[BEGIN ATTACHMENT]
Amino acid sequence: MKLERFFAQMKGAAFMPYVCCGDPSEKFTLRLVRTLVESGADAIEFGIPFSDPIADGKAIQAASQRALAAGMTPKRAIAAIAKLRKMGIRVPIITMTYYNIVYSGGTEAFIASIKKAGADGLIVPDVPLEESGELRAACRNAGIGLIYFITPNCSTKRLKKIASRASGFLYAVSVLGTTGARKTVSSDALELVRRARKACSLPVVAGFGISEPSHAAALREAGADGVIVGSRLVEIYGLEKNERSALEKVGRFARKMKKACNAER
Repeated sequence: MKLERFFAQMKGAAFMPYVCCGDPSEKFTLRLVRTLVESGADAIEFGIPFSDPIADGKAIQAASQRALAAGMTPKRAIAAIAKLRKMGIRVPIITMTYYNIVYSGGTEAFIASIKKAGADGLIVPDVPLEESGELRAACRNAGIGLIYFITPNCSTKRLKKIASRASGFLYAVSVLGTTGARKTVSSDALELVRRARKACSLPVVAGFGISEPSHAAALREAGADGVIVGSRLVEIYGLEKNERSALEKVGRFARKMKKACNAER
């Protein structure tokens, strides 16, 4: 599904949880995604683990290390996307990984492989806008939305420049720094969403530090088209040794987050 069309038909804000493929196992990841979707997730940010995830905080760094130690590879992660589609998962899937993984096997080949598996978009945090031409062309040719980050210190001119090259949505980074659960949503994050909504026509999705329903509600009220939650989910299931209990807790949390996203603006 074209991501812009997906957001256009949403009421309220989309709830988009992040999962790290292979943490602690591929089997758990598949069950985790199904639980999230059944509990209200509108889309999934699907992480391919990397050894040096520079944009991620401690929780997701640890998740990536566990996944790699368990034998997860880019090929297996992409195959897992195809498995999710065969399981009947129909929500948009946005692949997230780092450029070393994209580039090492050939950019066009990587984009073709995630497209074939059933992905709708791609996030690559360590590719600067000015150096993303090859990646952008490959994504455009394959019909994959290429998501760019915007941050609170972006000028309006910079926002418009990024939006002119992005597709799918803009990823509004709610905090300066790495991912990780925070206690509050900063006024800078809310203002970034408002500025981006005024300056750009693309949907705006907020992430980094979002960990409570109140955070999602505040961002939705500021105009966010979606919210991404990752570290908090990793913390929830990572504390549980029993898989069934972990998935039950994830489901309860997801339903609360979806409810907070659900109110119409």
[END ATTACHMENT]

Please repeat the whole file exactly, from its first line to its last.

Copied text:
Amino acid sequence: MKLERFFAQMKGAAFMPYVCCGDPSEKFTLRLVRTLVESGADAIEFGIPFSDPIADGKAIQAASQRALAAGMTPKRAIAAIAKLRKMGIRVPIITMTYYNIVYSGGTEAFIASIKKAGADGLIVPDVPLEESGELRAACRNAGIGLIYFITPNCSTKRLKKIASRASGFLYAVSVLGTTGARKTVSSDALELVRRARKACSLPVVAGFGISEPSHAAALREAGADGVIVGSRLVEIYGLEKNERSALEKVGRFARKMKKACNAER
Repeated sequence: MKLERFFAQMKGAAFMPYVCCGDPSEKFTLRLVRTLVESGADAIEFGIPFSDPIADGKAIQAASQRALAAGMTPKRAIAAIAKLRKMGIRVPIITMTYYNIVYSGGTEAFIASIKKAGADGLIVPDVPLEESGELRAACRNAGIGLIYFITPNCSTKRLKKIASRASGFLYAVSVLGTTGARKTVSSDALELVRRARKACSLPVVAGFGISEPSHAAALREAGADGVIVGSRLVEIYGLEKNERSALEKVGRFARKMKKACNAER
């Protein structure tokens, strides 16, 4: 599904949880995604683990290390996307990984492989806008939305420049720094969403530090088209040794987050 069309038909804000493929196992990841979707997730940010995830905080760094130690590879992660589609998962899937993984096997080949598996978009945090031409062309040719980050210190001119090259949505980074659960949503994050909504026509999705329903509600009220939650989910299931209990807790949390996203603006 074209991501812009997906957001256009949403009421309220989309709830988009992040999962790290292979943490602690591929089997758990598949069950985790199904639980999230059944509990209200509108889309999934699907992480391919990397050894040096520079944009991620401690929780997701640890998740990536566990996944790699368990034998997860880019090929297996992409195959897992195809498995999710065969399981009947129909929500948009946005692949997230780092450029070393994209580039090492050939950019066009990587984009073709995630497209074939059933992905709708791609996030690559360590590719600067000015150096993303090859990646952008490959994504455009394959019909994959290429998501760019915007941050609170972006000028309006910079926002418009990024939006002119992005597709799918803009990823509004709610905090300066790495991912990780925070206690509050900063006024800078809310203002970034408002500025981006005024300056750009693309949907705006907020992430980094979002960990409570109140955070999602505040961002939705500021105009966010979606919210991404990752570290908090990793913390929830990572504390549980029993898989069934972990998935039950994830489901309860997801339903609360979806409810907070659900109110119409």